Saturday, March 11, 2006

Europe isn't there

African illegal immigrants landing at an Italian portFrom Reuters, via DefenseNews (no link), we learn that, yet again, EU justice commissioner Franco Frattini is calling for an EU coastguard service in the Mediterranean, "to fight human trafficking and rising numbers of illegal migrants".

"My idea is that Europe should have a zero tolerance on trafficking, the idea is that of a European coast guard," Frattini told reporters during a visit to Athens. "One step, and it is a possible step so far, is to have joint training for national coast guards. They will then participate jointly in operations."

A joint coast guard could also include expert teams such as interpreters and medics who could be dispatched in case of a major emergency, Frattini said. "It will improve the capacities of rapid reaction of joint expert teams if there is an emergency," he said.

At first sight, this looks like yet another march towards integration, but things are never as simple as they seem. As we pointed out earlier, Italy is spending €115 million a year on fighting illegal immigration which, in view of Italy's yawning budget deficit, is unsustainable.

Frattini, therefore, wants EU money to pay for the policing of Italy's maritime borders and he thinks that the way to get this is to encourage the formation of an EU coastguard service – the Community in the service of national interest.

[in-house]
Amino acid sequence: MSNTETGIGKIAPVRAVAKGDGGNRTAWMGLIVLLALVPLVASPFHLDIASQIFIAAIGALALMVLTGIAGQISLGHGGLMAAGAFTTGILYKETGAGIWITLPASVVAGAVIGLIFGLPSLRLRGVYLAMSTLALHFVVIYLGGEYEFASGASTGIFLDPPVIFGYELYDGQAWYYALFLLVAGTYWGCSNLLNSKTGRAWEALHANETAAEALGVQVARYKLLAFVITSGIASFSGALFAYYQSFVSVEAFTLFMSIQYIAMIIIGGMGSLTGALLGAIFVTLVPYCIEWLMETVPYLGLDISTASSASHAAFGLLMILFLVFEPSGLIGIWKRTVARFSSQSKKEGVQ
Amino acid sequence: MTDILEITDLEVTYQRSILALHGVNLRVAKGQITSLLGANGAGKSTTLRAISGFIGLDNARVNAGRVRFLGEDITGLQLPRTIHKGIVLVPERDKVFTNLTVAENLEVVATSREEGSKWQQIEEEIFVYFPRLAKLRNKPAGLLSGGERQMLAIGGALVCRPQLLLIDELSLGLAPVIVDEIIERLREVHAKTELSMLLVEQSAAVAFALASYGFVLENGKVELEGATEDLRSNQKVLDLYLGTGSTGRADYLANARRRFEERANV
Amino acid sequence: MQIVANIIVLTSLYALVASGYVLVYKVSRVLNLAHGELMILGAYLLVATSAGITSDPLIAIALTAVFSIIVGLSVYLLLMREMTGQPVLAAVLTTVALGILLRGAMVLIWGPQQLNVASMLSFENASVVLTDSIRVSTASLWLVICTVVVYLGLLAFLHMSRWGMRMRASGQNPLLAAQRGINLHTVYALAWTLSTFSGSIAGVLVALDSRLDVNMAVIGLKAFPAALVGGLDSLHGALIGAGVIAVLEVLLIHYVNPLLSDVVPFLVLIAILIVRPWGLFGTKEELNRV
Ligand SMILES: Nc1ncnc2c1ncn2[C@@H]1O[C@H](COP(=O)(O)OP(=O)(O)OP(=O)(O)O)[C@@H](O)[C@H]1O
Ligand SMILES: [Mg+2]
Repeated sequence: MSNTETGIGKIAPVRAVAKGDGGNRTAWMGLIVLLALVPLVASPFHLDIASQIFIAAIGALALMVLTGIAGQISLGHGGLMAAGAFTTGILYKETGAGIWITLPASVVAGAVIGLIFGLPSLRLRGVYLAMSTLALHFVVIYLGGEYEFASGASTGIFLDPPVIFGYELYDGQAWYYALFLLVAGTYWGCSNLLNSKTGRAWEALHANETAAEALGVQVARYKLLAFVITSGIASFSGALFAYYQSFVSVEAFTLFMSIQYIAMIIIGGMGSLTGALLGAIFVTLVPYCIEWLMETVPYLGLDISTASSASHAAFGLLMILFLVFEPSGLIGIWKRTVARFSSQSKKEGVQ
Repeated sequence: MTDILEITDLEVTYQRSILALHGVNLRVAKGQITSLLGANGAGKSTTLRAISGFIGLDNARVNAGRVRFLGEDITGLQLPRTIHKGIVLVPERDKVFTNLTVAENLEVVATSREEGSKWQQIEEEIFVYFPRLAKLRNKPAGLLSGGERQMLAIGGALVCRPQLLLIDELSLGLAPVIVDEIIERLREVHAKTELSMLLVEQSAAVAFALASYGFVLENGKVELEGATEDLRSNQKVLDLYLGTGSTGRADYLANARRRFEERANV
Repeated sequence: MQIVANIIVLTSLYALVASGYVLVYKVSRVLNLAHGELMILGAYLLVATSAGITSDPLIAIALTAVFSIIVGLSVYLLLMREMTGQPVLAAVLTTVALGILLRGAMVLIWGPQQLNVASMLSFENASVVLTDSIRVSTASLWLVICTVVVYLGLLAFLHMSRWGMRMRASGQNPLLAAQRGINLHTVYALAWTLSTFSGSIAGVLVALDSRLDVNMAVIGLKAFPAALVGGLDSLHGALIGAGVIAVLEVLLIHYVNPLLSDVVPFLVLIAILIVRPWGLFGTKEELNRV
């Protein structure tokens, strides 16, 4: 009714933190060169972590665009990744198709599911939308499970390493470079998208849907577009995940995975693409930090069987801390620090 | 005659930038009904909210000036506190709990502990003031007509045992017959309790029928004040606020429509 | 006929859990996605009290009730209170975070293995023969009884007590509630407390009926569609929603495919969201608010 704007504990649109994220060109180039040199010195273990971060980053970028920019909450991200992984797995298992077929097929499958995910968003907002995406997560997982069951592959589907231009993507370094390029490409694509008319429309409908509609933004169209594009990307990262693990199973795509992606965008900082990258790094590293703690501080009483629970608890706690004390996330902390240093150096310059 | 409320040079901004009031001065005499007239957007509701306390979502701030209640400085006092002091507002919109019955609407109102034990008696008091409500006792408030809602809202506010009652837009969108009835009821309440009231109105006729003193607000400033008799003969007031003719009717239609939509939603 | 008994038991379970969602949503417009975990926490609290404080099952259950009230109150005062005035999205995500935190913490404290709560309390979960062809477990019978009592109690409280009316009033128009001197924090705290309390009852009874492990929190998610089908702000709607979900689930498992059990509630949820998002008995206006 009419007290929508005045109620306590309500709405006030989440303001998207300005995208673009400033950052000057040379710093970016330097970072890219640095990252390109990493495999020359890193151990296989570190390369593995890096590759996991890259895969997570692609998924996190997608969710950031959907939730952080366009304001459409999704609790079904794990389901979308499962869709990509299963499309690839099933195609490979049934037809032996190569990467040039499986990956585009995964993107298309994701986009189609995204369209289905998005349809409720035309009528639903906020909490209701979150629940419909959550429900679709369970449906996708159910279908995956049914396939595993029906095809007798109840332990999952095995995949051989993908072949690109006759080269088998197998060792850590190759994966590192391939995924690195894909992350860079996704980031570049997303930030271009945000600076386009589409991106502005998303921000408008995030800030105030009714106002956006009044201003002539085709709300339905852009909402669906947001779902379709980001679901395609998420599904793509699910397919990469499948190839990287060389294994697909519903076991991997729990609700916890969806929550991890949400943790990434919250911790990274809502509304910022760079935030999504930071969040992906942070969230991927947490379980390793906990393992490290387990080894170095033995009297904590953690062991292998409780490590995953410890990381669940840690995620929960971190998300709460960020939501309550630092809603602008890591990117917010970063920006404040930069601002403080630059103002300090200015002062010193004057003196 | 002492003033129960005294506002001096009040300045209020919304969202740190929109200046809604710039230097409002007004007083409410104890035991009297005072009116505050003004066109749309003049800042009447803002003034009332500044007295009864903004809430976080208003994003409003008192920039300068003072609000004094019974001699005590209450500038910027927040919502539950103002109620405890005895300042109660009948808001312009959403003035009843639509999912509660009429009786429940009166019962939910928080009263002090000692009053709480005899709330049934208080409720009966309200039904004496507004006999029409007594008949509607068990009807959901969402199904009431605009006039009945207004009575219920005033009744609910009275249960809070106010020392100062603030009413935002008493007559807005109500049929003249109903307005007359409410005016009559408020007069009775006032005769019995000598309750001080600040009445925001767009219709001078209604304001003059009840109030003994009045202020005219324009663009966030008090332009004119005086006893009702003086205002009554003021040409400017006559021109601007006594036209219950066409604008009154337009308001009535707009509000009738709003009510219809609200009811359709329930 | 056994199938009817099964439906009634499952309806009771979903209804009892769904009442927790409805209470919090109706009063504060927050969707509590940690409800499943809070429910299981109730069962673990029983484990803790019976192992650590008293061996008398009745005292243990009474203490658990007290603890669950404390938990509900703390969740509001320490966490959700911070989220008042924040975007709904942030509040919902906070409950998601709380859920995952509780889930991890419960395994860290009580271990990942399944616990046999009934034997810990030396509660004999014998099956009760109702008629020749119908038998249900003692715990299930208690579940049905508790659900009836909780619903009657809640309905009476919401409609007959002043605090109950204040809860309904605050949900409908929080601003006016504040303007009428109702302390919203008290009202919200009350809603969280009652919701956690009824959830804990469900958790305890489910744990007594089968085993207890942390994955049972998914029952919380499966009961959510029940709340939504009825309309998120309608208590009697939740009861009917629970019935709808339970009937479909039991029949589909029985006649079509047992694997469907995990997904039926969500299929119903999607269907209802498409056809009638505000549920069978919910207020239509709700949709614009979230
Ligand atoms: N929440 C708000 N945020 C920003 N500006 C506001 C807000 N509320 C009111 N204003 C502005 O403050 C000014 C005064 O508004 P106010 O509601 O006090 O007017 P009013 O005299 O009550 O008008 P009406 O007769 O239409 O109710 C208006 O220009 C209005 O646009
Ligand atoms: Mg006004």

Judging from the frequent calls from Frattini on this issue, and the lack of any real action so far, one suspects that there is no great enthusiasm in Brussels for the venture.

Possibly, the commission is reluctant to take the responsibility for something that requires huge resources and can only bring it public relations grief, with blame for dead bodies of immigrants being washed up on the shore of Europe being laid at the door of Brussels rather than directed at the local governments.

Such an idea is an anathema to a commission which has long sought power without responsibility. Taking this to its most basic level, it is quite happy to dictate increasingly detailed laws on how we deal with our waste, but the last thing in the world it wants is to be responsible for collecting the dustbins.

In mass immigration, however, theory is meeting practice and coming down to earth with a bump. Unable to cope with its problems, Italy (and, indeed Malta) is calling for EU action. And when it calls, "Europe" isn't there.

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